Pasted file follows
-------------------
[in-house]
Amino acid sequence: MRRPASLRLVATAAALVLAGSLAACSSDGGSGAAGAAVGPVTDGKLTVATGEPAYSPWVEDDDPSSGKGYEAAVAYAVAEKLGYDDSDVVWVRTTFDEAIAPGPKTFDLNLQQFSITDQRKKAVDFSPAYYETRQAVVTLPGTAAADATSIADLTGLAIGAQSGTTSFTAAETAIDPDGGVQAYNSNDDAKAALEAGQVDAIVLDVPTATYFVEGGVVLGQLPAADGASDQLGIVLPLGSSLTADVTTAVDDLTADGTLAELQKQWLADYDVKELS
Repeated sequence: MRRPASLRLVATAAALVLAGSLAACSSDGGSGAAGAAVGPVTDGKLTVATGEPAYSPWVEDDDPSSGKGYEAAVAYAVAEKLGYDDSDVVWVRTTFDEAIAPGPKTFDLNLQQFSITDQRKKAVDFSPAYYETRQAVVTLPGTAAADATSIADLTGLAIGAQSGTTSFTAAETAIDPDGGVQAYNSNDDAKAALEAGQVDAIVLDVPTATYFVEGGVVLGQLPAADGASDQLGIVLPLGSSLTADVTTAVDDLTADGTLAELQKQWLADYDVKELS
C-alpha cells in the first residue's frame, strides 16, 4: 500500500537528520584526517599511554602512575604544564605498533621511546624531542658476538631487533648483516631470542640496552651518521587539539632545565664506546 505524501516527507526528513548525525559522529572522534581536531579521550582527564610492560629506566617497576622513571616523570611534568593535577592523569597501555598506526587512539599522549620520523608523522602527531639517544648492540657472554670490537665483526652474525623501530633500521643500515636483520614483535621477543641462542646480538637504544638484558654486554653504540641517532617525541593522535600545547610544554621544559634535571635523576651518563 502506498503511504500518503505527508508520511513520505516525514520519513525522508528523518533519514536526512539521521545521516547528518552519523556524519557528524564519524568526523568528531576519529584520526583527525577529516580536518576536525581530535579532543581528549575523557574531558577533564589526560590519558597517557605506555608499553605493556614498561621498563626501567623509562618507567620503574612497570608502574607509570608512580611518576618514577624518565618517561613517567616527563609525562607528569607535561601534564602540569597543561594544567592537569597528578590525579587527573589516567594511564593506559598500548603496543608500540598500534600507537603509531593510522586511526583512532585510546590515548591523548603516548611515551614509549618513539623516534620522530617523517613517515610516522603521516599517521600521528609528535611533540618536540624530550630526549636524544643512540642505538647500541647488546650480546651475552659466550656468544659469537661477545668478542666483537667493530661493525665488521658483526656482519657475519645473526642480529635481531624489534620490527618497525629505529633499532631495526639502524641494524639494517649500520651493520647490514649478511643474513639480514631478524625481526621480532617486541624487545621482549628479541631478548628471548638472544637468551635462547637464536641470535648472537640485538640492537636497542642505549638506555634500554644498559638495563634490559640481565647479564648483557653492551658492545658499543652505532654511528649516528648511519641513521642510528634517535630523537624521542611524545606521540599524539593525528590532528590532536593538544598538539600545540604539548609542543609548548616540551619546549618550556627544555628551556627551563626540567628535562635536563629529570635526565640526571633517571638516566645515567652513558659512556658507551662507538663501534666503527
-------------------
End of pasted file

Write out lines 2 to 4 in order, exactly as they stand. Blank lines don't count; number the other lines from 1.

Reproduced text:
Amino acid sequence: MRRPASLRLVATAAALVLAGSLAACSSDGGSGAAGAAVGPVTDGKLTVATGEPAYSPWVEDDDPSSGKGYEAAVAYAVAEKLGYDDSDVVWVRTTFDEAIAPGPKTFDLNLQQFSITDQRKKAVDFSPAYYETRQAVVTLPGTAAADATSIADLTGLAIGAQSGTTSFTAAETAIDPDGGVQAYNSNDDAKAALEAGQVDAIVLDVPTATYFVEGGVVLGQLPAADGASDQLGIVLPLGSSLTADVTTAVDDLTADGTLAELQKQWLADYDVKELS
Repeated sequence: MRRPASLRLVATAAALVLAGSLAACSSDGGSGAAGAAVGPVTDGKLTVATGEPAYSPWVEDDDPSSGKGYEAAVAYAVAEKLGYDDSDVVWVRTTFDEAIAPGPKTFDLNLQQFSITDQRKKAVDFSPAYYETRQAVVTLPGTAAADATSIADLTGLAIGAQSGTTSFTAAETAIDPDGGVQAYNSNDDAKAALEAGQVDAIVLDVPTATYFVEGGVVLGQLPAADGASDQLGIVLPLGSSLTADVTTAVDDLTADGTLAELQKQWLADYDVKELS
C-alpha cells in the first residue's frame, strides 16, 4: 500500500537528520584526517599511554602512575604544564605498533621511546624531542658476538631487533648483516631470542640496552651518521587539539632545565664506546 505524501516527507526528513548525525559522529572522534581536531579521550582527564610492560629506566617497576622513571616523570611534568593535577592523569597501555598506526587512539599522549620520523608523522602527531639517544648492540657472554670490537665483526652474525623501530633500521643500515636483520614483535621477543641462542646480538637504544638484558654486554653504540641517532617525541593522535600545547610544554621544559634535571635523576651518563 502506498503511504500518503505527508508520511513520505516525514520519513525522508528523518533519514536526512539521521545521516547528518552519523556524519557528524564519524568526523568528531576519529584520526583527525577529516580536518576536525581530535579532543581528549575523557574531558577533564589526560590519558597517557605506555608499553605493556614498561621498563626501567623509562618507567620503574612497570608502574607509570608512580611518576618514577624518565618517561613517567616527563609525562607528569607535561601534564602540569597543561594544567592537569597528578590525579587527573589516567594511564593506559598500548603496543608500540598500534600507537603509531593510522586511526583512532585510546590515548591523548603516548611515551614509549618513539623516534620522530617523517613517515610516522603521516599517521600521528609528535611533540618536540624530550630526549636524544643512540642505538647500541647488546650480546651475552659466550656468544659469537661477545668478542666483537667493530661493525665488521658483526656482519657475519645473526642480529635481531624489534620490527618497525629505529633499532631495526639502524641494524639494517649500520651493520647490514649478511643474513639480514631478524625481526621480532617486541624487545621482549628479541631478548628471548638472544637468551635462547637464536641470535648472537640485538640492537636497542642505549638506555634500554644498559638495563634490559640481565647479564648483557653492551658492545658499543652505532654511528649516528648511519641513521642510528634517535630523537624521542611524545606521540599524539593525528590532528590532536593538544598538539600545540604539548609542543609548548616540551619546549618550556627544555628551556627551563626540567628535562635536563629529570635526565640526571633517571638516566645515567652513558659512556658507551662507538663501534666503527